Have a problem with divisions and tribalism? Paul says, What, is Christ divided? Were you baptized into Paul or Apollos? No. You were baptized into Christ, who is wholly undivided. And therefore your divisions are at root a fundamental misunderstanding of your salvation and union with Christ. See a problem, go back to fundamental principles.

Have a problem with sexual immorality? Paul says, Don’t you know that your bodies are members of Christ? That your body is a temple of the Holy Spirit? He corrects ethical problems by reminding them of the fundamental truth of their relation to Christ.

And here the fundamental principle he is highlighting is our enrichment, our being made rich, our having access to the divine riches is fundamentally a passive action, a work by God on our behalf. He is the one who has enriched us. He is the one who has saved us. He has done it of his own sovereign will and free accord. We’ve not been saved because we were special. We were poor. We’re not been granted grace because we were so gifted; we had nothing to contribute.

And this is the entire story of salvation in scripture: man’s poverty, his inability, his impotence to save himself, contrasted and overruled by God’s mighty action to save.

  • Adam was naked and ashamed after he sinned, but God chose to act and cover his nakedness.
  • Noah was surrounded by wickedness and judgment, but God acted and shut him up in the ark.
  • Abraham had no heir and was grieved, but God acted and opened Sarah’s womb.
  • Israel was enslaved in Egypt with no means of rest or rescue, but God delivered them from Pharaoh by his mighty arm.
  • David was faced with a mighty giant, but God guided the rock that dropped the philistine blasphemer.
  • We could go on and on.
  • Paul was a persecutor of the church, and yet God blinded him on the road to Damascus, and through Paul’s blindness, through his poverty, he was given the gift of sight. He could see rightly his own poverty for the first time, and see the riches of divine grace.

And that’s the story of all of us. If we believe, we have that faith because of God’s divine action in our hearts. It is all of grace, from start to finish. It’s not because of our loveliness, not because of our eloquence, not because we were in the right church, or knew the right doctrine, or said the right catechisms, or attended enough services. We were in Egypt, slaves to our own unbelief.

Not only that, we were happy in our unbelief. The bible says that we were enemies of God, at enmity with him. We didn’t want to be saved. We were in Egypt, and we loved pharaoh, our slave driver, and had no interest in leaving him. Man doesn’t seek after God.

It is not as if men get together, realized their own spiritual poverty, set up a committee to decide what we need to do next, and developed a plan of trying to get right with God. That doesn’t happen. We’re by birth pointed away from God. We love the darkness, we love our sin, we love our poverty, and we hate the light.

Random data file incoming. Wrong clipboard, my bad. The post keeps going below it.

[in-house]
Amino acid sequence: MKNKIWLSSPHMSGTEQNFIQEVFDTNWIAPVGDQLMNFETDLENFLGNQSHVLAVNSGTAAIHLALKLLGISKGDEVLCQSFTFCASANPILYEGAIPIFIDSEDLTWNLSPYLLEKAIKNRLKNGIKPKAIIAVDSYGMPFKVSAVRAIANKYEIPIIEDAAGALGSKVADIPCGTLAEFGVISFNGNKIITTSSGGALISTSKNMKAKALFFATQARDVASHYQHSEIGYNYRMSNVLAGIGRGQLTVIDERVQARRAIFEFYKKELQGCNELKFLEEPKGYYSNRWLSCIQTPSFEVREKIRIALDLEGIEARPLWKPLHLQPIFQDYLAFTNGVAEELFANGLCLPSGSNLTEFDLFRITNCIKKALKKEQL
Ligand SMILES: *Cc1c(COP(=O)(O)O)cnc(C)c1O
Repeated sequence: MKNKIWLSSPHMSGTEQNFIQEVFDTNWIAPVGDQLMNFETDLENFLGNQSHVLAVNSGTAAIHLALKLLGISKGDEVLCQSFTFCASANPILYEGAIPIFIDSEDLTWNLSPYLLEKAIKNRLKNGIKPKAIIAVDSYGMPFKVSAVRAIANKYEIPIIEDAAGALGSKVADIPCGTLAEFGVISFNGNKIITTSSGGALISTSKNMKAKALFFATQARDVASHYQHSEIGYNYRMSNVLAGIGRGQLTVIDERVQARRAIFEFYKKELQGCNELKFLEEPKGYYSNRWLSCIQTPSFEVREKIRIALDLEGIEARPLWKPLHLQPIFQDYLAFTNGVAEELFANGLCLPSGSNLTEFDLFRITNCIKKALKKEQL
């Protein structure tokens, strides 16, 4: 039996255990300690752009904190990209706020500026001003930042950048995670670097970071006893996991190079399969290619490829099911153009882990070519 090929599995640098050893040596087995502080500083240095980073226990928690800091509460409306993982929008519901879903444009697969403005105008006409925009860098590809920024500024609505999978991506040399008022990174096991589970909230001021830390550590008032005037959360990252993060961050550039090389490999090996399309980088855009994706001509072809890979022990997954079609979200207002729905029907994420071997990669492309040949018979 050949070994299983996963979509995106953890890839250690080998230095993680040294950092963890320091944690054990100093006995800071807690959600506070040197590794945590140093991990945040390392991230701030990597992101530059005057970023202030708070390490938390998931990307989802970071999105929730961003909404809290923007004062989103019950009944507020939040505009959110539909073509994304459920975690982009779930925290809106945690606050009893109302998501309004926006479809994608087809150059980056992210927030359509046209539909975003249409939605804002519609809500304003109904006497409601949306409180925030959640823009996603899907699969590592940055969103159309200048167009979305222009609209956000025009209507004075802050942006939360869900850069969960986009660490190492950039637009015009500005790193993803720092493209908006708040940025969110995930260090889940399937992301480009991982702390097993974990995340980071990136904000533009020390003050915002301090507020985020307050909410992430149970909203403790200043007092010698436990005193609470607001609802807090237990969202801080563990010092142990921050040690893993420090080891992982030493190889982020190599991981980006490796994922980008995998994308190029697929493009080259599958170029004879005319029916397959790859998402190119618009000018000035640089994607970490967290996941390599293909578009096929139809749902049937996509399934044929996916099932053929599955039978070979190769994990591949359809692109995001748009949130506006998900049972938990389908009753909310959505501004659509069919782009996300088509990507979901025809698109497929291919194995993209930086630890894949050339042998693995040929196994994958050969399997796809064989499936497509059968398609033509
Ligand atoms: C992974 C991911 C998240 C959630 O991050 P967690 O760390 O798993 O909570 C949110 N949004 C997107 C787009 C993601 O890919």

But praise be to God the Father for the riches of his kindness shown to us. He doesn’t leave us in our darkness and poverty. He sends a savior, he sends a redeemer. He doesn’t send to us a mere Moses, doesn’t save us from a single Passover evening, and he doesn’t just part the red sea. He has sent us the true and greater Moses who goes before us, proclaims God’s law to us, and disarms the ruler of this Age, liberating us from slavery and bondage to sin, and freeing us for a journey to a greater country flowing with milk and honey.

He doesn’t just save us from a single Passover evening; he saves us from an eternity under the judgment of pain and death. And he does this not merely by sacrificing a valuable spotless lamb. He sends his own son to be the forever Passover lamb, who’s blood covers us like the lamb’s blood on the posts and lintels, and who’s purification makes us clean, not merely for a night, but for all of eternity.

And God doesn’t just part the red sea so that we can walk through the waters of judgment once. He sends his son to God through the place of judgment, the grave itself, so that the sting of the grave cannot reach us, and the pain of death cannot keep us. We’ve been made united to his son, who has already beaten death, and in our union with Christ, nothing can stop us. We’ve been raised with Christ and seated in the heavenly places, Paul says, speaking of our future resurrection with such confidence and assurance, that he can speak of it in the past tense: you’ve been “raised with Christ and seated in the heavenly places.”